Cumin chick pea salad with garlic-yogurt dressing (inspired by a Sudbury favourite)

There’s this great place in Sudbury called the Laughing Buddha.

Thanks for the shot, Google Street View. I love the Buddha so much that I’ve chosen to overlook its choice of signage font.

It’s one of the best hangout restaurants in town, complete with a pizza and sandwich menu that will make you drool and an imported beer list that will have you convinced you can drink all 64+ varieties throughout the course of the summer.

A night’s worth of beer selections at the Buddha (with friends, don’t worry). The beginning of summer – we had such high ambitions!

I first discovered the Buddha back in high school when it was no more than a hole-in-the-wall. Seriously, it was the size of a slightly wider-than-usual alleyway. Its signature pizzas were made in one of two clay (or maybe wood?) ovens and as a result took forever to make. Luckily they were worth it. I used to go with my mom and sit in the dim light and plot the future photography exhibits I would host on its walls.

I returned to town after my first year of university and voila! A new patio. Twinkle lights adorned the overhanging branches and lantern-like mechanisms tall as trees emitted a warm ripple in the air on chilly evenings. The music was the sound of large freight trains clunking along across the street.

A Sudbury-ism. Pin courtesy of We Live Up Here, a really awesome local project that you should check out by clicking this photo

Today the Buddha is big. In addition to the aforementioned patio, there’s a new back room where I experienced the most fun of DJ sets a few weeks ago. Yes, there is room to dance. Pizza and dancing. Heaven is swell, thanks for asking.

Let’s talk patio again. Since it is one of three patios in downtown Sudbury, it is the Friday evening watering hole for the entire city, from hipsters to professionals, toddlers to moms on mom dates. Just as the city’s lone Starbucks was the place to bump into everyone you knew during high school, the Buddha is the destination of choice for the 20-something crowd.

And let’s face it, alcohol > an Americano, just about any day of the week.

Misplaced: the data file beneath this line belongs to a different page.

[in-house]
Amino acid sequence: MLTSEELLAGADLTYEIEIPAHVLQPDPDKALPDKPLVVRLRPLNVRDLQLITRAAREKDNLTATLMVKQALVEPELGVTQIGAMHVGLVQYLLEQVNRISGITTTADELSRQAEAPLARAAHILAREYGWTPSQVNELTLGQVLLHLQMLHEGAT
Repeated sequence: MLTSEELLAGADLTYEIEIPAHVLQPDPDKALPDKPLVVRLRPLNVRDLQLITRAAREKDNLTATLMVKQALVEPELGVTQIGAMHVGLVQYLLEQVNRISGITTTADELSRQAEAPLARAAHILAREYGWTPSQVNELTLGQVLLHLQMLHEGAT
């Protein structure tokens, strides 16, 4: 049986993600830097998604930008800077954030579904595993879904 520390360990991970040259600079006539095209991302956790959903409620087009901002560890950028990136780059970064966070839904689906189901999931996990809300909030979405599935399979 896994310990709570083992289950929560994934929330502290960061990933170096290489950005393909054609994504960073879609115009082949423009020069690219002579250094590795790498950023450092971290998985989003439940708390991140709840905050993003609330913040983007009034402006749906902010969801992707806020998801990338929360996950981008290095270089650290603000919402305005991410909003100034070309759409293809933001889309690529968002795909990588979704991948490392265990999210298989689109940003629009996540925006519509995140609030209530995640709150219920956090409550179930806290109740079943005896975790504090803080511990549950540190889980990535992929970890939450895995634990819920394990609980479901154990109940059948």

Whenever I go to the Buddha on a lunch date with friends, I consistently coerce them into buying the chick pea salad while I stuff my face with the usual suspects (normally the Llama Rama pizza). I then distract them with my wit and charm (hah!) and proceed to pleasantly request that I try their salad. Multiple times. Yes, we would like an extra fork, please and thank you.

Today I was big-time craving this salad. I thought my at-home adaptation was pretty spot-on and I crammed spoonfuls into my mouth like a starving Oliver Twist. I can still taste the garlic and it is absolutely wonderful.

Because dinner tastes better with a side of Instagram, right? Sorry for being that person.

Also: it’s amazing how a good meal can cheer me right up. I was feeling grumbly after lugging a pile of groceries home on my bike, and this ready-in-a-jiffy dinner was exactly what I needed.

Because really, who needs a car?

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Rosemary pork chops with homemade crab apple sauce and sweet potato, celery and apple salad

*homemade, but not by me, more on that below

Hi there. It’s non-vegetarian Hilary speaking. Remember me? Maybe not. You haven’t seen me around these parts for a bit as I’ve been off on summer holidays to avoid the sweltering heat. But the nippy fall breeze is back (ok, maybe not so much this past weekend, but it’s coming!) and so am I. Good to see you again.

Kale and quinoa – favourite summer foods (well, also sweet potato, but it managed to sneak into this dinner…I can’t quit my hot weather food cold turkey, after all) – be damned! Carnivore Hilary is rearing her ugly head.

The entire basis of this meal was formed around a condiment: the apple sauce. This wasn’t your average run-of-the-mill, eat-with-peanut-butter-on-toast (actually very tasty) apple sauce. This was homemade crab apple sauce made by our web editor, Wendy.

I know! Crab apples! Yes, you’re thinking of the right food, those tart little half-sized apples you used to throw at the kids on your block. The ones that you would pitch like a soft ball and hit with a tennis racket. They are one in the same.

For the childhood reasons listed above, crab apple sauce would normally not appeal to me. But because Wendy, a whiz with all things food, made it, I knew it had to be good. Wendy told me it was like your everyday apple sauce but with a kick; more cinnamon and – you’ll never guess so I’ll just tell you – a whole bag of marshmallows melted into the batch!!! Crazy, right? According to Wendy, the marshmallows were to serve as an alternate sugar supplement and were also used to thicken the sauce. Sneaky marshmallows. I love it.